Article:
John Roughan: Playing With Words, Little Else!
Playing With Words, Little Else!
By John Roughan
5 October 2004
Today's leaders are into using a new vocabulary about a future Solomon Islands but their old way of thinking about the country hasn't changed. Over the past few weeks, for instance, we are told that development plans must be 'bottom up" to be even half way successful. Some politicians speak about rescuing DBSI--the People's Bank! Still others, not to be outdone, are not to be left behind use words like helping 'grassroots' people and rural communities. Some go as far as actually speak about helping the village and the villager.
Chalk much of this tok tok up to mere 'maus wara'. The word shift, found in newspapers and heard on SIBC, means little for bringing about the deep change that government must embrace if it wants to touch people's lives. Since its first days in existence, April 1982, the Solomon Islands Development Trust (SIDT) has been shouting from the roof tops, working with and strengthening the place most people call home: the village. Our political elite, however, over these two decades took little notice. That is up to now!
Their eyes normally locked onto the BTO: The Big Time Operation. It was SIPL, Gold Ridge, round logging, Taiyo, Honiara itself, etc. that grabbed their attention. That's where the big money was, jobs, influence and power. Of course these major industries have always been needed but should have never been bought at the expense of the village. The Solomons-world, fortunately, has changed drastically since its 1998-2003 Social Unrest years. Now major donor groups--AusAID, EU, NZAID, etc--are laying down the law. If the Solomons expects a better future then political leaders must work with a Solomons' that includes in a central position a 'village-led economic' reality.
EU, for instance, is currently putting its money where its mouth is. It is ploughing millions into a 'Non State Actors' program. When village groups are brought up to speed, demonstrate credible leadership, present clear priorities, set clear goals and has a proper village development plan, then it becomes a prime candidate for direct EU funding.
A recent Australian working paper speaks of a 'village-led recovery economy plan' as the best bet to get Solomons on the economic recovery road. Rick Hou, Governor of Central Bank, when publicly analysing our country's 2003 economy earlier this year stated clearly that it was the village and the villager who snapped the country out of its negative growth and did it with a bang. Before RAMSI came on the scene, it was the woman gardener, fisherman, copra/cocoa worker, ecotimber harvester and others who made our 2003 economy hum at an electrifying rate of 5.8%. World Bank was surprised at this unexpected and strong economic comeback.
One way of truly investing in village life would be to completely revise the Rural Constituency Development Fund (RCDF). The late Christopher Abe, Minister of Finance in the early 1990s, planned to scrape this fund. He realized the fund worked more for individual members and much less for the people whose money it really was. SIDT at the time surveyed urban and rural people about the CDF (as it was then known).
People's responses, over 1,500 people were surveyed, was over whelming. Almost 9 out of 10 of them voted that CDF monies continue but parliamentarians were not to administer it. A local elected committee would guide, guard and protect the $250,000 yearly grant, guarantee strict quarterly audits and monies would be directed primarily towards village development programs. Do away with the idea that the fund, as currently practiced, is used for school fees, bags of rice, ship tickets, feasts, compensation payments, medical fees, etc. etc. etc. Of course parliament members would be outraged if that were to happen. How in the world would they have anyone vote for them!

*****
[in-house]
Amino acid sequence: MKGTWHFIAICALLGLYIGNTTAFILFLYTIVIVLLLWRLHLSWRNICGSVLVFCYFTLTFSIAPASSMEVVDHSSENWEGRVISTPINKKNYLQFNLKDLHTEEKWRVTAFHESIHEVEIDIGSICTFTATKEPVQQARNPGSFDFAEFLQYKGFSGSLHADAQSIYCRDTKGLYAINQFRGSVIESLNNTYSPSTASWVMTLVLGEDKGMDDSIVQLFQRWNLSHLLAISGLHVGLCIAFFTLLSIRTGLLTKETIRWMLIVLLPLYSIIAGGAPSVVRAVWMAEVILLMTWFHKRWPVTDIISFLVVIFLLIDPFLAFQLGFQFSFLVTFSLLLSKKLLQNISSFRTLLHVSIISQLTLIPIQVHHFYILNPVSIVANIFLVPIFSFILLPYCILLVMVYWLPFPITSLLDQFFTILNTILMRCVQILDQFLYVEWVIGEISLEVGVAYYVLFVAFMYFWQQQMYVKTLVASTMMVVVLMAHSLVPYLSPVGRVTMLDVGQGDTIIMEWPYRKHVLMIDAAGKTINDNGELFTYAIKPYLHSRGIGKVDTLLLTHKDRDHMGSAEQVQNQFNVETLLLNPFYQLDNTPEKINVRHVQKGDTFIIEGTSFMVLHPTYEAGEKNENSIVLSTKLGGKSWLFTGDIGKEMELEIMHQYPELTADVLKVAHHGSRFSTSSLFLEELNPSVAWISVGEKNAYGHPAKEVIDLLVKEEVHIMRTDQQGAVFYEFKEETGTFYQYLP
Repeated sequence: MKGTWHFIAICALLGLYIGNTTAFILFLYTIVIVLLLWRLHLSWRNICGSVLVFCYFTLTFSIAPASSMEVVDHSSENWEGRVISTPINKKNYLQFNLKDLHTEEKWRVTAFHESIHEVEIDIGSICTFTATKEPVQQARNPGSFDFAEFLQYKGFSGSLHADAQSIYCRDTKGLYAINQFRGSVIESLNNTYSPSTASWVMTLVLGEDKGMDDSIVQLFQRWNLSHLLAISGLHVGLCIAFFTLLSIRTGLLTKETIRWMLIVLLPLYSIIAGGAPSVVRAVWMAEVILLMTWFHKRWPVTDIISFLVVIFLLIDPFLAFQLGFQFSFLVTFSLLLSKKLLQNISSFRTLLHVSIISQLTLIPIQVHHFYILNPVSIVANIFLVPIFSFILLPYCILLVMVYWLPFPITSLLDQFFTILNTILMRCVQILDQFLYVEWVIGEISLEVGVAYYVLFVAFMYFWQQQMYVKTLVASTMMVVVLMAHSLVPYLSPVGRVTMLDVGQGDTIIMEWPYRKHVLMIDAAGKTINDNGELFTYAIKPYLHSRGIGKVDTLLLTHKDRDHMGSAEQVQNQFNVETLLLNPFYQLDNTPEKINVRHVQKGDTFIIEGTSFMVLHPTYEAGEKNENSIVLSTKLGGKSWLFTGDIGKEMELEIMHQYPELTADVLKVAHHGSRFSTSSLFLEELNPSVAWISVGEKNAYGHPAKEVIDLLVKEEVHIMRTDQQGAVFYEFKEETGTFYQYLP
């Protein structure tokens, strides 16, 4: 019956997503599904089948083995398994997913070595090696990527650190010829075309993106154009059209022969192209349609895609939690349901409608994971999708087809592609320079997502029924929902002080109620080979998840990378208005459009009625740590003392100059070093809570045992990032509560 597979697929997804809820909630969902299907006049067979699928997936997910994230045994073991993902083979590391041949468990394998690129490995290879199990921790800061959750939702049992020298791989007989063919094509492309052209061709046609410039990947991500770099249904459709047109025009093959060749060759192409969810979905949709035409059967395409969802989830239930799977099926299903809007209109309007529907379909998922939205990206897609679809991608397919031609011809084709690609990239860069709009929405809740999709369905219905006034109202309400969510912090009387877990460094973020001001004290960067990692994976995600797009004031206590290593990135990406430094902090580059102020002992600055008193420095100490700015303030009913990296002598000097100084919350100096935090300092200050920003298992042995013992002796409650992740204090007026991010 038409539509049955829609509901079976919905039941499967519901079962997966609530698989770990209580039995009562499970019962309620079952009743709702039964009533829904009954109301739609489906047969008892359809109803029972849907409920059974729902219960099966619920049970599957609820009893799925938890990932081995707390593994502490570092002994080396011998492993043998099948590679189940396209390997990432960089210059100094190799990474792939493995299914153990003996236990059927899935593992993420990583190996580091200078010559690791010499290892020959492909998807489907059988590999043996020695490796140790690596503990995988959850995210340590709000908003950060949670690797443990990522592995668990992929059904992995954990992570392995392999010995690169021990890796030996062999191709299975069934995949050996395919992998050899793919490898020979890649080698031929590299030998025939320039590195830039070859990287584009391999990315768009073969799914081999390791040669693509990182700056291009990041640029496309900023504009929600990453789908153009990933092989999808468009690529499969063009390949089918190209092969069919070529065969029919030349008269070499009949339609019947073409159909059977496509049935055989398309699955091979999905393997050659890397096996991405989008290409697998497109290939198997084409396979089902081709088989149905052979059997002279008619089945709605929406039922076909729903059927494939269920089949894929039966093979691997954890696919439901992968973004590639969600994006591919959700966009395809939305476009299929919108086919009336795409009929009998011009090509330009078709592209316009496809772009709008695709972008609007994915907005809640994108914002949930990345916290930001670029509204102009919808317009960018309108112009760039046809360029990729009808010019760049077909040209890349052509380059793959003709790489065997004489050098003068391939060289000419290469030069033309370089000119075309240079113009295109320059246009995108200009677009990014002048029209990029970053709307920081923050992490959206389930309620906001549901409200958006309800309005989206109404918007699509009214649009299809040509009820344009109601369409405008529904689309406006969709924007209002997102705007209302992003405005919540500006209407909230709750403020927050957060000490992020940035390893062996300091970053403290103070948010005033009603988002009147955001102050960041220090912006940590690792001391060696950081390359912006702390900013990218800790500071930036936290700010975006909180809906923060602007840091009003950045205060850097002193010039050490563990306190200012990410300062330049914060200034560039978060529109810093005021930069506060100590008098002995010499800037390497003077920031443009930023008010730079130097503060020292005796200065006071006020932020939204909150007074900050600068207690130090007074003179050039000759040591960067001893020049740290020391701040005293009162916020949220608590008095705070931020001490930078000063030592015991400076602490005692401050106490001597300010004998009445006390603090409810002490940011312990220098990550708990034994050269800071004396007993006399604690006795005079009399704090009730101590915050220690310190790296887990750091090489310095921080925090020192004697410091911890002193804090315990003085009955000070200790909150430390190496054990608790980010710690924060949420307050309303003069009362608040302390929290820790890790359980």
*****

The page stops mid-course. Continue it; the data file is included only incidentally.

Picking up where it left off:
Another case of how political tok tok is different to what happens on the ground is DBSI's bankruptcy. It wasn't long for politicians to shed crocodile tears about DBSI's certain death. The 'People's Bank', as they fondly call it, must not be allowed to disappear even though it lost more than $40 million. However, West Honiara's member, Y. Sato, had some straight talk about the 'People's Bank' bankruptcy. He came to the point! The bank 'was not run as a people's bank it was run to benefit the politicians and cronies of the government".
Of course the DBSI, The People's Bank, must be restored. But it is more a question of political will to clean up the mess made by politicians themselves than simply securing new funding. No donor in its right mind would invest a single dollar in DBSI until and unless the government takes the following three steps. First, shame them by publicly naming those who destroyed the bank by not re-paying their loans, especially those who owe DBSI $100,000 or more. Certainly those who have walked away without repaying must face the courts to insure that these debts are paid. We'll see how committed the government is ready to revive the People's Bank by having its deadbeat cronies face the courts to recover millions of dollars on bad loans.
Secondly, appoint a brand new board of governors--no cronies, no political hacks, no failed business men--who are competent, trustworthy and have solid track records handling and investing monies in other walks of life. And lastly, for the next five years a revised DBSI would concentrate 85% its loan portfolio--to reflect Solomons' population reality--towards village programs and projects.
Politicians are already gearing up for the next national election. Words, at least this time around, are their only power. Take away their access to money--DBSI, CDEF, etc.--and most dry up and blow away.